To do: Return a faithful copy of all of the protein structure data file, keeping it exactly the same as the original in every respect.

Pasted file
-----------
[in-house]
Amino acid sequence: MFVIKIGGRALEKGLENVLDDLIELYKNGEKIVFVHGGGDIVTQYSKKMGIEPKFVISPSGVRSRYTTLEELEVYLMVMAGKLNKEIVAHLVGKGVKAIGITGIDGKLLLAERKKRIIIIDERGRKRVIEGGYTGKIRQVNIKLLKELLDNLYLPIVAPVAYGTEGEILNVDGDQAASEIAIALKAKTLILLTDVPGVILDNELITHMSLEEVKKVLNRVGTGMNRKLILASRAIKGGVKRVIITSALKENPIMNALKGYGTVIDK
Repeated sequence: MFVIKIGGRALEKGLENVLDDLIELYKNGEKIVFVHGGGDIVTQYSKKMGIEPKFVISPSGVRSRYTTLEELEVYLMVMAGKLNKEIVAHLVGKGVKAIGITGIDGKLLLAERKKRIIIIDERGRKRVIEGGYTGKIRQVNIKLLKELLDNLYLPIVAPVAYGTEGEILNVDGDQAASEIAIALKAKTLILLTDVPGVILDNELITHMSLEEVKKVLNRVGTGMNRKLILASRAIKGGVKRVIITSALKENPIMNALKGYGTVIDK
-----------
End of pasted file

[in-house]
Amino acid sequence: MFVIKIGGRALEKGLENVLDDLIELYKNGEKIVFVHGGGDIVTQYSKKMGIEPKFVISPSGVRSRYTTLEELEVYLMVMAGKLNKEIVAHLVGKGVKAIGITGIDGKLLLAERKKRIIIIDERGRKRVIEGGYTGKIRQVNIKLLKELLDNLYLPIVAPVAYGTEGEILNVDGDQAASEIAIALKAKTLILLTDVPGVILDNELITHMSLEEVKKVLNRVGTGMNRKLILASRAIKGGVKRVIITSALKENPIMNALKGYGTVIDK
Repeated sequence: MFVIKIGGRALEKGLENVLDDLIELYKNGEKIVFVHGGGDIVTQYSKKMGIEPKFVISPSGVRSRYTTLEELEVYLMVMAGKLNKEIVAHLVGKGVKAIGITGIDGKLLLAERKKRIIIIDERGRKRVIEGGYTGKIRQVNIKLLKELLDNLYLPIVAPVAYGTEGEILNVDGDQAASEIAIALKAKTLILLTDVPGVILDNELITHMSLEEVKKVLNRVGTGMNRKLILASRAIKGGVKRVIITSALKENPIMNALKGYGTVIDK